"TRICARE rules changed and we were 100 percent covered," said Karen. After their first attempt of the IVF transfer process, Karen became pregnant. Their twins, Ryan David and Alana Marie, were born March 21, at 28 weeks. "The babies were born ahead of time but are doing very well here (SAMMC neonatal intensive care unit)," Karen said.
Ed is the first wounded warrior, nationwide, who has successfully had the IVF transfer procedure since the new TRICARE policy was implemented. "It was an honor to help the Mataykas achieve their dream of having a family. They are true American heroes and having the opportunity to directly help our wounded warriors represents the most rewarding aspect of our profession," said Maj. (Dr.) Jeremy King, director of IVF, who performed their transfer. Although their desire of starting a family was finally complete, they will never forget the tragedy that happened almost two years ago. "We named our boy after Ryan, the driver who passed away from the blast and David who saved Ed's life by applying tourniquets to his legs," Karen said. "They are our true heroes." Both praised the care they received throughout the procedure. "The care here is great. The reproductive and endocrinology staff is phenomenal," Karen added, as Ed also agreed. "The entire staff is extremely caring and we all bonded throughout the whole process. We greatly appreciate everyone's care." "We have already referred two other warriors of the services here at SAMMC," Ed said. "The Matayka were a pleasure to work with," said King. "IVF process is physically and emotionally challenging, but their attitude was always upbeat, positive and optimistic. That, I believe, helped them get through the obstacles and also lifted up our spirits whenever we saw them." THE SERVICE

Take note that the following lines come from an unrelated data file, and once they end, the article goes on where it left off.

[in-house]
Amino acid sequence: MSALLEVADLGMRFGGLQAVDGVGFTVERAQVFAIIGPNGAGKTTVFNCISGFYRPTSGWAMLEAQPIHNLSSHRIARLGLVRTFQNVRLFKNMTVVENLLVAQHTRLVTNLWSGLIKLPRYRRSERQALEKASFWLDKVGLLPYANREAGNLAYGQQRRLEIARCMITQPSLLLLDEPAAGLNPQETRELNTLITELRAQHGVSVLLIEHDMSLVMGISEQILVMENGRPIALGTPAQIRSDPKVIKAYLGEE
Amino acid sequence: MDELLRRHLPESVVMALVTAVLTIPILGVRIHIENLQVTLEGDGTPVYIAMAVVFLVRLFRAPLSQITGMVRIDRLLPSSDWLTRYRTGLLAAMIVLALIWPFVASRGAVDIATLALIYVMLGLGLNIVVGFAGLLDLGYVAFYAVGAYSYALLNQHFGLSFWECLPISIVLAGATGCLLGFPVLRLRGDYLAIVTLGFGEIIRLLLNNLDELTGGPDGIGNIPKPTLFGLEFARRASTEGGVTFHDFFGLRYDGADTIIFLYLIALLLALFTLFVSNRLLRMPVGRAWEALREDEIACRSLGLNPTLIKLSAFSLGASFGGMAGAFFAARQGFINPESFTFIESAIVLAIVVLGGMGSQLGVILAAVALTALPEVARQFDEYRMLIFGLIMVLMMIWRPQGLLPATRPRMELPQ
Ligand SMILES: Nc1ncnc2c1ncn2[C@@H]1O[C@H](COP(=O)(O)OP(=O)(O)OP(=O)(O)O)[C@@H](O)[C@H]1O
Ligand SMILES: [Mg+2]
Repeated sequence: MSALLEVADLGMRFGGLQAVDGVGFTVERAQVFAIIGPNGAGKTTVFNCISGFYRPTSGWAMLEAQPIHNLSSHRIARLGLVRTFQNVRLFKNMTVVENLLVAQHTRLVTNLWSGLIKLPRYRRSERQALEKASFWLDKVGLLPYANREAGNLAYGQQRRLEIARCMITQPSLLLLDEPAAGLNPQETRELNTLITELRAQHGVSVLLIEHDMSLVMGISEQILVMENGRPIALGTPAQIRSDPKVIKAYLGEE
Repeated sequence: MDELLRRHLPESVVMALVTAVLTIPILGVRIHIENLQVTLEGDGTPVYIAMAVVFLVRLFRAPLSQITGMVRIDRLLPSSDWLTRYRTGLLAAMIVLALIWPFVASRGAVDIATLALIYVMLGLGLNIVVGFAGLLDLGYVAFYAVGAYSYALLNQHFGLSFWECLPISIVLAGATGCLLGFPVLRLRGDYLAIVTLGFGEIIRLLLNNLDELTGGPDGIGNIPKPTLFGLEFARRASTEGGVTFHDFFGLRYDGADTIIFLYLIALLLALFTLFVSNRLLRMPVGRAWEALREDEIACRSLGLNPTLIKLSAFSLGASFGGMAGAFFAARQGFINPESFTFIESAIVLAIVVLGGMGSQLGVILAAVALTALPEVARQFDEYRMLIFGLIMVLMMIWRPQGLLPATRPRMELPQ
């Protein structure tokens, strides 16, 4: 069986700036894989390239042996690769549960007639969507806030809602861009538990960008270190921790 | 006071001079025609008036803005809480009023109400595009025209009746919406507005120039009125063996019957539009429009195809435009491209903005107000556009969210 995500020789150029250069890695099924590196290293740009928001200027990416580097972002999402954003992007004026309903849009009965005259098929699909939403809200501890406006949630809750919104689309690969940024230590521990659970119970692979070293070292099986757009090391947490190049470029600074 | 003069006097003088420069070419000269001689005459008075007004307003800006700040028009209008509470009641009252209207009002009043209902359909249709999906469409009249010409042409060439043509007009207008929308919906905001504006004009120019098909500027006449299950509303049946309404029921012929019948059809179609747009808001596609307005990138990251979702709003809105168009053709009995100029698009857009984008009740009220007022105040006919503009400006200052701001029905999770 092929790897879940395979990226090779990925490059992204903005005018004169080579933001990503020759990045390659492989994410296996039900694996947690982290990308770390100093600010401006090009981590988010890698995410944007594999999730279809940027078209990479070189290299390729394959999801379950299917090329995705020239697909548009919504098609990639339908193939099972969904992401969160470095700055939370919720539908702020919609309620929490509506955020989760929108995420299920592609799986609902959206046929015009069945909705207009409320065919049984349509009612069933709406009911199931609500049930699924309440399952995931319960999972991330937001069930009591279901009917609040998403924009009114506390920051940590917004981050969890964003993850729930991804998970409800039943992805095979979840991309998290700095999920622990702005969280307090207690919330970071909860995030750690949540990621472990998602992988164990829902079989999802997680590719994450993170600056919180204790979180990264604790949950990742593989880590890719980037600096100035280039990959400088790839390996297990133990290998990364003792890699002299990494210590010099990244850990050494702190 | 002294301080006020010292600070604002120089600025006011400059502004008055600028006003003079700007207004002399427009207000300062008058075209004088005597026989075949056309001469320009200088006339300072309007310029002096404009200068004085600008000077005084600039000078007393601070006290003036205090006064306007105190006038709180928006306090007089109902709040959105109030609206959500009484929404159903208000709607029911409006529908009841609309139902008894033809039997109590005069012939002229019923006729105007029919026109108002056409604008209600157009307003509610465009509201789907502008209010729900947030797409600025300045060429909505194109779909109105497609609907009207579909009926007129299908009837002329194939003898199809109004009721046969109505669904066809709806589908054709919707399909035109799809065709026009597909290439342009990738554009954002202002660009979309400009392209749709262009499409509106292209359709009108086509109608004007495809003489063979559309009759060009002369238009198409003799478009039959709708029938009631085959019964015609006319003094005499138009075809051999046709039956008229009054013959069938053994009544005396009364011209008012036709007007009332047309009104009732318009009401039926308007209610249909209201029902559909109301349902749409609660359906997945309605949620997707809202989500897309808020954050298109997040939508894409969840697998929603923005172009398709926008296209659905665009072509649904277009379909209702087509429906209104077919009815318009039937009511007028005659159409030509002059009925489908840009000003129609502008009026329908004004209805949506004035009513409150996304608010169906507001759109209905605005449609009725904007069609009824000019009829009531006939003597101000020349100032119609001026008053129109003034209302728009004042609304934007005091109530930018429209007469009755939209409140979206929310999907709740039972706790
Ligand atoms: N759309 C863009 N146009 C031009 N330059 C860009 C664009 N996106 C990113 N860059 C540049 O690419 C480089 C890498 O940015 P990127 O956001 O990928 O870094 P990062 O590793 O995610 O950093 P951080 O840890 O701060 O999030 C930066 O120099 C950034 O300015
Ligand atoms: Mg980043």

The In Vitro Fertilization and Reproductive Endocrinology services had been offered at Wilford Hall Ambulatory Surgical Center since 1996. The program relocated to SAMMC in June 2011 due to the Base Realignment and Closure law.
SAMMC's IVF program offers the full gamut of diagnostic testing and infertility therapy treatments in the same location. "We have over 1,000 babies as a result of our IVF program and it is the only onsite full service IVF center staffed solely by active duty physicians in Department of Defense," said Col. (Dr.) Matthew Retzloff, Reproductive Endocrinology chief. "We offer this service to active duty members and their dependents, on site at SAMMC, from start to finish." Reproductive endocrinologists provide full evaluation and treatment of all forms of infertility, polycystic ovarian disease, premature ovarian failure, hirsutism, recurrent pregnancy loss, reproductive tract anatomic abnormalities, endometriosis, premenstrual syndrome and complicated menopausal problems.